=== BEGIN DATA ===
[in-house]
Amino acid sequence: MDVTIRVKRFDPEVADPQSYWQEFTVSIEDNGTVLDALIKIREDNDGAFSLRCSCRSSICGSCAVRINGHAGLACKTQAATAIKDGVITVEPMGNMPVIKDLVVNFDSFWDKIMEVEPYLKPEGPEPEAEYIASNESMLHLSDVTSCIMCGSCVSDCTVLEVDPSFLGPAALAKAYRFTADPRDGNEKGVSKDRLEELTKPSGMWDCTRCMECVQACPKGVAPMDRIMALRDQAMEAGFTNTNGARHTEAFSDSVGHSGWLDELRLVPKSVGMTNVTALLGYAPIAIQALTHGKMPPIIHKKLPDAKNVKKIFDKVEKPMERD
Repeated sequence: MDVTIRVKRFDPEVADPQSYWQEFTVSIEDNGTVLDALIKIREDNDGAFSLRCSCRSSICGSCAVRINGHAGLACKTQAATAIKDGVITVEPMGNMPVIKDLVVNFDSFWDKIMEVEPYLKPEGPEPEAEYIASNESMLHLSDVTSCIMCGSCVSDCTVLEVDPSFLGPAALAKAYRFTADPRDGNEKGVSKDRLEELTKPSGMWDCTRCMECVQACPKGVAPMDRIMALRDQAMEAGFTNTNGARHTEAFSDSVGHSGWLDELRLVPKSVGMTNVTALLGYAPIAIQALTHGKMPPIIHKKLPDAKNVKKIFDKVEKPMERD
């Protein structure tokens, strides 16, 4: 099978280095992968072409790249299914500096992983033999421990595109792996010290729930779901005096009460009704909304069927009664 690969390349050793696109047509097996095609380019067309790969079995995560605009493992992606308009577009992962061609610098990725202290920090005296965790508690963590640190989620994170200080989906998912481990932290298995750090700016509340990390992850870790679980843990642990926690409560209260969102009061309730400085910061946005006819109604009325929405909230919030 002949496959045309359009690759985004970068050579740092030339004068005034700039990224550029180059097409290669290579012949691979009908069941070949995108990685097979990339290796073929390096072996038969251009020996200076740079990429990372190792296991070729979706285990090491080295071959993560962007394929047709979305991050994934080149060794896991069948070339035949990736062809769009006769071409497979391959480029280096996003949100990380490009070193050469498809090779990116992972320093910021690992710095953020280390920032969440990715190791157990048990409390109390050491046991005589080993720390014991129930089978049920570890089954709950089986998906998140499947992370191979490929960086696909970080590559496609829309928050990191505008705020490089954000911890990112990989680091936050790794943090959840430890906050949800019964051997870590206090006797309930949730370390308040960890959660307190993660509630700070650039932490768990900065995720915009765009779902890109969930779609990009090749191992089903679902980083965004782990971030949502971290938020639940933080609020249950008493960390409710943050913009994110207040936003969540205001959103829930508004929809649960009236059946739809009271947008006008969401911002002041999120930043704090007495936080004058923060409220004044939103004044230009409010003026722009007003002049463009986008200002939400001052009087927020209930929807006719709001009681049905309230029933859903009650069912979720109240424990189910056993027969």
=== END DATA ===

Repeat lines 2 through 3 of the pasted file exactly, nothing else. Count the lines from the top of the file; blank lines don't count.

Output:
Amino acid sequence: MDVTIRVKRFDPEVADPQSYWQEFTVSIEDNGTVLDALIKIREDNDGAFSLRCSCRSSICGSCAVRINGHAGLACKTQAATAIKDGVITVEPMGNMPVIKDLVVNFDSFWDKIMEVEPYLKPEGPEPEAEYIASNESMLHLSDVTSCIMCGSCVSDCTVLEVDPSFLGPAALAKAYRFTADPRDGNEKGVSKDRLEELTKPSGMWDCTRCMECVQACPKGVAPMDRIMALRDQAMEAGFTNTNGARHTEAFSDSVGHSGWLDELRLVPKSVGMTNVTALLGYAPIAIQALTHGKMPPIIHKKLPDAKNVKKIFDKVEKPMERD
Repeated sequence: MDVTIRVKRFDPEVADPQSYWQEFTVSIEDNGTVLDALIKIREDNDGAFSLRCSCRSSICGSCAVRINGHAGLACKTQAATAIKDGVITVEPMGNMPVIKDLVVNFDSFWDKIMEVEPYLKPEGPEPEAEYIASNESMLHLSDVTSCIMCGSCVSDCTVLEVDPSFLGPAALAKAYRFTADPRDGNEKGVSKDRLEELTKPSGMWDCTRCMECVQACPKGVAPMDRIMALRDQAMEAGFTNTNGARHTEAFSDSVGHSGWLDELRLVPKSVGMTNVTALLGYAPIAIQALTHGKMPPIIHKKLPDAKNVKKIFDKVEKPMERD